Neutral colours, and timeless materials and finishes, are the key to a successful mid-century makeover, says interior designer Julia Lindsay. Courtesy Crush Interior Design and Flooring

Design upgrades to make your mid-century home feel brand new

Whether you’ve recently purchased it or lived there for years, an older home in an established area is chalk full of lifestyle benefits, from great schools to stunning streetscapes with mature trees. However, older homes often need a little bit of love when it comes to design.

Fear not, though, as refreshing the look can be easy. With a few simple upgrades, that ’50s bungalow or ’70s split-level can sparkle with style, making it feel brand new.

“The key to success is to use neutrals as the backdrop, along with timeless materials and finishes,” said Julia Lindsay, an interior designer with Crush Interior Design and Flooring.

Lindsay suggests hiring a designer and mapping out a plan. “Because often there can be a domino effect once you start a renovation, and with a comprehensive strategy you can work in phases so that it accommodates your budget,” she said.

“Every home is different and will speak to you, letting you know what it can and can’t do.” – Julia Lindsay, interior designer

Adding a mudroom, reconfiguring space and knocking down a wall or two to create an open concept, as well as bathroom and kitchen renovations provide some of the best bang for your buck and count as solid investments for resale.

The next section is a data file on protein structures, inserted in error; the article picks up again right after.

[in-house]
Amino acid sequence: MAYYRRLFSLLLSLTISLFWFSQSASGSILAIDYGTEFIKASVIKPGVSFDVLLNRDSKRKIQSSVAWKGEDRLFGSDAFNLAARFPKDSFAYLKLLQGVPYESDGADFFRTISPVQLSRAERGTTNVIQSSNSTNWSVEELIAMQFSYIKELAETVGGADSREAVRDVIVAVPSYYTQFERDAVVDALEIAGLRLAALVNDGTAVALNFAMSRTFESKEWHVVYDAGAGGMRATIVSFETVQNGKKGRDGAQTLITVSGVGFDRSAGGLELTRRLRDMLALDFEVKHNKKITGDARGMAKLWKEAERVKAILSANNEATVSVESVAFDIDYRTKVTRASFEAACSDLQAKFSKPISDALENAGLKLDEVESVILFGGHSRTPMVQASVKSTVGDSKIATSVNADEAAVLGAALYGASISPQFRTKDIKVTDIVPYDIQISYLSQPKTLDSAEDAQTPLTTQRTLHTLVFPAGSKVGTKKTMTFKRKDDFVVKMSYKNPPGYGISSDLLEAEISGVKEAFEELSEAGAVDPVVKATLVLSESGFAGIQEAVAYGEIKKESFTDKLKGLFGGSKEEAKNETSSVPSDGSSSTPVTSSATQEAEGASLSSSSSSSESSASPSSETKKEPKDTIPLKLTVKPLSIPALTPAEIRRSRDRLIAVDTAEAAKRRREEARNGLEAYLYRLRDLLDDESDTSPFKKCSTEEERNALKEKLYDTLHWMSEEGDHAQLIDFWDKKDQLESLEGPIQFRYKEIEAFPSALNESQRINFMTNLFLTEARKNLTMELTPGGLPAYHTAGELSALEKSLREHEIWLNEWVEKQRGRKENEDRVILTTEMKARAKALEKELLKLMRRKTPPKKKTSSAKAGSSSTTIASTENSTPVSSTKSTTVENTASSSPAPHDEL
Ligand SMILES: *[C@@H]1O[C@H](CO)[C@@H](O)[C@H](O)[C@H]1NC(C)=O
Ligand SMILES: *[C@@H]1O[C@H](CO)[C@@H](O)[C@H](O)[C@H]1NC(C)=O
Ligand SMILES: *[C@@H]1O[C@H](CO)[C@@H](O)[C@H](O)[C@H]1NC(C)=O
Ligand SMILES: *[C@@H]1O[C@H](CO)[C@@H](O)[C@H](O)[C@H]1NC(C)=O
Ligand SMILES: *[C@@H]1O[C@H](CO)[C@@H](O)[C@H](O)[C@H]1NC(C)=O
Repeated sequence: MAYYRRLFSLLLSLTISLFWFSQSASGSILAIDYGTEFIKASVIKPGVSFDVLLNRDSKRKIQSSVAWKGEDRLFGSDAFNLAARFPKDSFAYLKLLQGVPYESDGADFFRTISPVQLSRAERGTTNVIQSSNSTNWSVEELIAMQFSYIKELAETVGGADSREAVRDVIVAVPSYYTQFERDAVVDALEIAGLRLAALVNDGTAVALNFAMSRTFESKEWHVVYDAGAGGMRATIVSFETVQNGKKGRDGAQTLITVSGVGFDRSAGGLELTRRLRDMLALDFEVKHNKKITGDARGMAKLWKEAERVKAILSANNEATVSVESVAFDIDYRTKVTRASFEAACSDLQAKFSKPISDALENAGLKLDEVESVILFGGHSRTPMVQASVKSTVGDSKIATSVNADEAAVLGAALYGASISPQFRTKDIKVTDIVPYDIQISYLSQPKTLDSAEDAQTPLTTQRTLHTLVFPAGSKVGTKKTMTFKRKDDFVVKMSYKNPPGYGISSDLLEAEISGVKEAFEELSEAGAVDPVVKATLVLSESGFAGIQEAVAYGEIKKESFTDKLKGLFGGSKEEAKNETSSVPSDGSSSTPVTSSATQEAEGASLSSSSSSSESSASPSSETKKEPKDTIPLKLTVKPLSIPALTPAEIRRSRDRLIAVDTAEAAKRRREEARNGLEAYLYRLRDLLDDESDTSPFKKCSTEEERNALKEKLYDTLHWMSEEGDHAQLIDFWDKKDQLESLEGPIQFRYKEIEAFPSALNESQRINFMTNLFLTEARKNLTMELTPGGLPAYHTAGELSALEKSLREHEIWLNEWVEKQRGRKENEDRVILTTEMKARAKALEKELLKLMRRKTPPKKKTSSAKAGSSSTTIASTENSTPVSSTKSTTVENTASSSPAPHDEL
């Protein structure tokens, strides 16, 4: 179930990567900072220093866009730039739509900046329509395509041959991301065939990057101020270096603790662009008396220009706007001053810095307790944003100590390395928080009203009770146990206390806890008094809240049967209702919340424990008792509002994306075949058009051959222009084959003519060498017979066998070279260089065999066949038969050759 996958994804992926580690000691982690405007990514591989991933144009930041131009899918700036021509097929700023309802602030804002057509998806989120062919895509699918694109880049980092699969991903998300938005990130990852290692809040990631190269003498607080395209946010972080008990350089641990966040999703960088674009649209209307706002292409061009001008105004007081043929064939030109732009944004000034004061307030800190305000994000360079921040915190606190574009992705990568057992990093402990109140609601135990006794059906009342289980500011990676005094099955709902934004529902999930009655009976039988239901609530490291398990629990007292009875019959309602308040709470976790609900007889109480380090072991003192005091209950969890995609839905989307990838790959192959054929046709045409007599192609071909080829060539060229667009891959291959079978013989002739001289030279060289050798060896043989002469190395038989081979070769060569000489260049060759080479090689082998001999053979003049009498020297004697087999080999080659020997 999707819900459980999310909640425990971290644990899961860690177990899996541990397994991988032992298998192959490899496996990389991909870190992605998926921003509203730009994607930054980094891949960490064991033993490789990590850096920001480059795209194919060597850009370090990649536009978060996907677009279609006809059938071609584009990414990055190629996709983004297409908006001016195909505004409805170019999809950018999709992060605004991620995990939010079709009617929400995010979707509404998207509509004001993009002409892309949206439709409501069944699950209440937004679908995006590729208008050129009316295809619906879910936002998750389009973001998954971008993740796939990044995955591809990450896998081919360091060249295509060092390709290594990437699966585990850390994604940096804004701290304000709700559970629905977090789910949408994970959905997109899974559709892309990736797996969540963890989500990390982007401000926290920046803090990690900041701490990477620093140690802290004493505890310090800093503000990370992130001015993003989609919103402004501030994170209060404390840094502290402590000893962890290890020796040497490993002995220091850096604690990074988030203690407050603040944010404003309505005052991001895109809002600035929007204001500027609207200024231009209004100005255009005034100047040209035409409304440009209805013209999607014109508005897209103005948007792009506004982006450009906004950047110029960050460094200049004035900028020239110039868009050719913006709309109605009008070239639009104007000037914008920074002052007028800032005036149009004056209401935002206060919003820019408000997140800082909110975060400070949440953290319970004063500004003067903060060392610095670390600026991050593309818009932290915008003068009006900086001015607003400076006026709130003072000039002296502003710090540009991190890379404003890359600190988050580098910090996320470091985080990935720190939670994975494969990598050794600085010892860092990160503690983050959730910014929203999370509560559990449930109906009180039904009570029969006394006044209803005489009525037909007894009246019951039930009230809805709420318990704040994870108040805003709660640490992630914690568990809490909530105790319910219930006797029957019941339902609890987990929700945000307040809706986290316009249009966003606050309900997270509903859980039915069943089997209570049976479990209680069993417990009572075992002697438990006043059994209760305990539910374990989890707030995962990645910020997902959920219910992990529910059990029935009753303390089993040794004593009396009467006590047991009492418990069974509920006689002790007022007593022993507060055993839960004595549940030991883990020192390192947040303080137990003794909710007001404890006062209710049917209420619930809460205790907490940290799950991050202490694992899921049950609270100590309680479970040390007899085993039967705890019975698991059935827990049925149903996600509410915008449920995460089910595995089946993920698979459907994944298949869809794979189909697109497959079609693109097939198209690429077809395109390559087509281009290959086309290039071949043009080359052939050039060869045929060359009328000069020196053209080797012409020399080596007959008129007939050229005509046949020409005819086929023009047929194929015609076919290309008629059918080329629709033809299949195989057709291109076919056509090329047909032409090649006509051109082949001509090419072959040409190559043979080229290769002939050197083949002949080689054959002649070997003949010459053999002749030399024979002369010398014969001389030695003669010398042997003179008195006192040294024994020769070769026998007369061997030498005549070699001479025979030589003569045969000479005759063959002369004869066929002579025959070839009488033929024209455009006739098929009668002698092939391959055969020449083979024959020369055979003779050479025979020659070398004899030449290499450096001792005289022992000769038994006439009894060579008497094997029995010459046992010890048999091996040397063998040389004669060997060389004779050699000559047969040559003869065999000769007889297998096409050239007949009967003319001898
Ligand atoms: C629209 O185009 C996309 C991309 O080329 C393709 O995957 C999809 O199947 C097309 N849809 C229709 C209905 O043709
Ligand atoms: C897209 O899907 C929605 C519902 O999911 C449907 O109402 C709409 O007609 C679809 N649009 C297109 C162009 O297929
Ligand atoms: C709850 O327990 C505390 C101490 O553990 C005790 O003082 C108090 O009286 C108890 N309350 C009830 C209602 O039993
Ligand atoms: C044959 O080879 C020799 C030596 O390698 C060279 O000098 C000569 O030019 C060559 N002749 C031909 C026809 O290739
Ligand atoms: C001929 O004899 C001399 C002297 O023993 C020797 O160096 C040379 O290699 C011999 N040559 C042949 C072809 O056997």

Crush recently worked with clients in the northwest community of Varsity to renovate and refresh an untouched, 1970s, two-storey home by reconfiguring space and adding design elements.

The four-bedroom home was converted into three bedrooms, using the extra space to create a gorgeous spa-like master bedroom ensuite, walk-in closet and laundry room.

“Every home is different and will speak to you, letting you know what it can and can’t do,” said Lindsay.

Certainly, if you can afford it, a major renovation might be the best option, but if you are on a budget, a little paint and elbow grease can go a long way too. “In Calgary, people still like to keep the walls toned down, so neutrals are best,” said Lindsay.

She suggests using “safe” colours – ones that won’t change hue based on the light or exposure in the room – citing Benjamin Moore’s Collingwood or Balboa Mist as good choices. “They are very pretty neutrals that definitely won’t shift colour,” she said.

Another easy fix that adds considerable punch is to swap out the baseboards to a flat profile, six-inch look and then paint all the trim and railings with a fresh coat of white paint. Lindsay uses Oxford White by Benjamin Moore.

Add colour and texture with accessories like throw cushions and furnishings. A subtle hit of wallpaper can also elevate the look. “I wouldn’t do the whole home, but a powder room or a feature wall can really look great,” said Lindsay.

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